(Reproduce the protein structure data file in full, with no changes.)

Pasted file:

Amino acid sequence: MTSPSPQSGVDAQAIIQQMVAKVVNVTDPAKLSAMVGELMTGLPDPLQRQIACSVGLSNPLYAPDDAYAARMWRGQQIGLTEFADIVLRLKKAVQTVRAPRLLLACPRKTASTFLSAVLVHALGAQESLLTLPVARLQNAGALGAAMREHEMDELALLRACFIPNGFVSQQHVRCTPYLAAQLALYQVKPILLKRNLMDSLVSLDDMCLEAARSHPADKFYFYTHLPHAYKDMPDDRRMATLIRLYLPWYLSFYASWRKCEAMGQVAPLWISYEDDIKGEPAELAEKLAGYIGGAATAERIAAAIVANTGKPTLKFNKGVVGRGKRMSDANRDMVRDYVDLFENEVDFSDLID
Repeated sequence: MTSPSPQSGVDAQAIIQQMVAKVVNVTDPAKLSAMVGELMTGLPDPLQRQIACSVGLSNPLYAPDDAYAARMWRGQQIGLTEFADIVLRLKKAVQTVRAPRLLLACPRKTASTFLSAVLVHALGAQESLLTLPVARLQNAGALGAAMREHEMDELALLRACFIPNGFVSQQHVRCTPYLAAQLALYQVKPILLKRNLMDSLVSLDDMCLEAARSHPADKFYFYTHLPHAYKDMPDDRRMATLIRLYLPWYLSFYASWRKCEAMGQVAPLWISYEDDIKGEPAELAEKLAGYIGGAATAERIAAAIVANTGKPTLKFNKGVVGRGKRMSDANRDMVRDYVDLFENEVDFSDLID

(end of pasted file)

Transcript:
Amino acid sequence: MTSPSPQSGVDAQAIIQQMVAKVVNVTDPAKLSAMVGELMTGLPDPLQRQIACSVGLSNPLYAPDDAYAARMWRGQQIGLTEFADIVLRLKKAVQTVRAPRLLLACPRKTASTFLSAVLVHALGAQESLLTLPVARLQNAGALGAAMREHEMDELALLRACFIPNGFVSQQHVRCTPYLAAQLALYQVKPILLKRNLMDSLVSLDDMCLEAARSHPADKFYFYTHLPHAYKDMPDDRRMATLIRLYLPWYLSFYASWRKCEAMGQVAPLWISYEDDIKGEPAELAEKLAGYIGGAATAERIAAAIVANTGKPTLKFNKGVVGRGKRMSDANRDMVRDYVDLFENEVDFSDLID
Repeated sequence: MTSPSPQSGVDAQAIIQQMVAKVVNVTDPAKLSAMVGELMTGLPDPLQRQIACSVGLSNPLYAPDDAYAARMWRGQQIGLTEFADIVLRLKKAVQTVRAPRLLLACPRKTASTFLSAVLVHALGAQESLLTLPVARLQNAGALGAAMREHEMDELALLRACFIPNGFVSQQHVRCTPYLAAQLALYQVKPILLKRNLMDSLVSLDDMCLEAARSHPADKFYFYTHLPHAYKDMPDDRRMATLIRLYLPWYLSFYASWRKCEAMGQVAPLWISYEDDIKGEPAELAEKLAGYIGGAATAERIAAAIVANTGKPTLKFNKGVVGRGKRMSDANRDMVRDYVDLFENEVDFSDLID